PRAISE from Michael Gove tends to confer pariah status on its recipient. And so it proved for the renegade MP John Woodcock.
The Blairite ex-Labour member for Barrow in Furness was thus branded for his attack on Jeremy Corbyn by the sharp-eyed aspirant for Tory leadership.
Tom Watson was next on Gove’s checklist. He detailed enough points of convergence with the newly lightweight contender to claim him for the Conservative assault on Corbyn.
The onslaught continues. We awoke today to an opportunity — provided by the BBC Four’s Today programme — to hear at great length Tony Blair.
The same theme was renewed at lunchtime by Mike Gapes, the Labour MP who joins to his duties as the right honourable member for Nato the honour of representing the electors of Ilford South.
This cabal chooses to dress up its visceral opposition to Labour’s renaissance by adopting a posture of outrage at Corbyn’s refusal to pow-wow with Theresa May unless or until the she excludes the possibility of a no-deal exit from the EU.
Corbyn’s position strikes a chord with a wider range of Labour parliamentary opinion than can usually be relied on to support his leadership.
In addition it helpfully serves to sharpen the divisions in the Tory Party and give fresh impetus to Labour’s call for an election to resolve the wider political crisis.
The people from the SNP, the Greens, the Lib Dems and Plaid Cymru currently in conclave with the government mostly want a second referendum or some other mechanism to delay, divert or destroy Britain’s exit from the EU.
Sentiment in sizeable sections of both the Labour and Tory parliamentary parties are in accord with this.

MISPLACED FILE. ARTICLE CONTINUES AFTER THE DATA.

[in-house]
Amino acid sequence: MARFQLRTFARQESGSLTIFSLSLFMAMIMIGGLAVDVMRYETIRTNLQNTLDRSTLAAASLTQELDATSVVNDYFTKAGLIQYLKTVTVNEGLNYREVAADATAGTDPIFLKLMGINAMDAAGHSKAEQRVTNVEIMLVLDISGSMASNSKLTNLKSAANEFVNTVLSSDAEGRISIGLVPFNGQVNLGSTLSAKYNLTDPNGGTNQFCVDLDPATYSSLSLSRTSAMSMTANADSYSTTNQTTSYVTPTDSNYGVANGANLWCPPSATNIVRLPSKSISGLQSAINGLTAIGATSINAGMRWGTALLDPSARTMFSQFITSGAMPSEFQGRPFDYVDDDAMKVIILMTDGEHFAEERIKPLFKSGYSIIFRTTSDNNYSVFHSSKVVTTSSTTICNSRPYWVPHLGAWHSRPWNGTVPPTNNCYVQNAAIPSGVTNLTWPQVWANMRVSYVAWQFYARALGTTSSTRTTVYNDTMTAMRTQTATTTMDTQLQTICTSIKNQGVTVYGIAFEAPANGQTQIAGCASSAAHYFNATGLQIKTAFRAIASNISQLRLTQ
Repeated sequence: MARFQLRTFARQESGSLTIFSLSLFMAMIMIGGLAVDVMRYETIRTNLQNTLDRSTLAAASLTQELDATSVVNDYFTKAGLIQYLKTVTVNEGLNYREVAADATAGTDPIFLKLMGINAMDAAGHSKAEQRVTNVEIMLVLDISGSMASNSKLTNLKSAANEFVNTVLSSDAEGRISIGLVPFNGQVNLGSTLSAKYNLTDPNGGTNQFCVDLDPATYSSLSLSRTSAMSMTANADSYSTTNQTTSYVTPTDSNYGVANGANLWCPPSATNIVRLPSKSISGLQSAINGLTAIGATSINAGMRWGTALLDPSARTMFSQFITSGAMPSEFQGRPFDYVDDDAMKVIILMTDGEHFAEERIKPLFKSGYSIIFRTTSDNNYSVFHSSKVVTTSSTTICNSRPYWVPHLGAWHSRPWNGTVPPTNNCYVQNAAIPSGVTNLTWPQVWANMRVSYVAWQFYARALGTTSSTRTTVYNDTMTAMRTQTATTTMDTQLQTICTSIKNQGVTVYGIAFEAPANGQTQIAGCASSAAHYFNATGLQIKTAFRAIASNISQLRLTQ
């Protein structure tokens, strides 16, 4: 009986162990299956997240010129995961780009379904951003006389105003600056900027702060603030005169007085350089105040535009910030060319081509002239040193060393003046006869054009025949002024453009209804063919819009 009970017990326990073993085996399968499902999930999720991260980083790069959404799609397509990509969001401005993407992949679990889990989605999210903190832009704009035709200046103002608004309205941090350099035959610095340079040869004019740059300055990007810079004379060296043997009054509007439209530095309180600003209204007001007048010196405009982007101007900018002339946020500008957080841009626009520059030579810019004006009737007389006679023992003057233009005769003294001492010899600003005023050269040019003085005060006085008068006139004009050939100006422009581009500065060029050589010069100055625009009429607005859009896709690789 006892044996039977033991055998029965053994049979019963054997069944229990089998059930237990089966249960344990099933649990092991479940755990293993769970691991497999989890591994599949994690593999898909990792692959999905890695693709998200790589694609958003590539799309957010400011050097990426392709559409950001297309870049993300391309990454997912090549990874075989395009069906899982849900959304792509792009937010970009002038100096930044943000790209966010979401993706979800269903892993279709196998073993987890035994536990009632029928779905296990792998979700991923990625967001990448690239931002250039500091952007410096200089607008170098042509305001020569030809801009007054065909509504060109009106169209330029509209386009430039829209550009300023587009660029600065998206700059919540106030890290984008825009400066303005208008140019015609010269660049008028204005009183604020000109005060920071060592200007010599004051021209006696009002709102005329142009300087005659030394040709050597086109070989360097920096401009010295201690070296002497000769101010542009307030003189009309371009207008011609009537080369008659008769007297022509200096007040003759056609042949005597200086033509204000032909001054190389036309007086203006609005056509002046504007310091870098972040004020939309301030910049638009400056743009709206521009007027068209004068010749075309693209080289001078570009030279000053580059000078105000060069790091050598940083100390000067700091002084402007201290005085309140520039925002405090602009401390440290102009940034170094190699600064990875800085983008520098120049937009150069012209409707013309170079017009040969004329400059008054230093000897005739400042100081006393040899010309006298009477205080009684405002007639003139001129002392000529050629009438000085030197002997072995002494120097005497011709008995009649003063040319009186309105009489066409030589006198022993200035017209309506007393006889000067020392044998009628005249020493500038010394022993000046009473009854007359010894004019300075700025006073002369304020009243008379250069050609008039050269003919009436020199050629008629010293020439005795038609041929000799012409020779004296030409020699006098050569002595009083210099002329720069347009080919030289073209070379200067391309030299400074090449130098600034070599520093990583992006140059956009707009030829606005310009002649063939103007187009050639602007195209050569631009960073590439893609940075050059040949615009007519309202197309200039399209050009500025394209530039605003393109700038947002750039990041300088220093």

All these strands of opinion are confounded not just by the Brexit vote itself but from the logic that flows from the 2018 EU (Withdrawal) Act which sets a deadline of March 29 for Britain’s exit.
Attempts, in concert with the EU Establishment, to find ways of extending Article 50 are designed to provide time to tweak the deal struck between the EU and the government enough to revive its chances in Parliament.
Behind the slew of scaremongering stories that pepper the liberal press is the bid to create a climate in which Brexit is endlessly deferred.
Some Labour MPs want the party to prioritise campaigning for a second referendum over pushing for an election. Apart from the violence this does to the party’s conference policy, such a course of action holds great dangers for Labour.
It serves the Conservative interest in that it diverts attention from the very wide range of issues on which the Tories are extremely vulnerable and which will provide the meat and strong drink of a Labour election campaign.
It threatens Labour’s carefully constructed appeal to the votes it is recovering in working-class areas. And equally seriously it would revive the appeal of Ukip or some such formation as well as giving the fascist fringe a boost.
The recognition by many Labour MPs that their seats are at risk puts a limit on the potential for this course of action to succeed in gaining a majority in the PLP and underpins the trend to hard-headed realism in Labour’s rank and file.
Reasoned debate about the immediate consequences of a no-deal Brexit is near impossible in the present climate. But Labour’s prospects for forming the next government are ill-served by a refusal to consider how the implementation of a radical manifesto would be hindered by continued entanglement in the neoliberal straitjacket of EU treaties or each of the possible scenarios in which our exit takes place.
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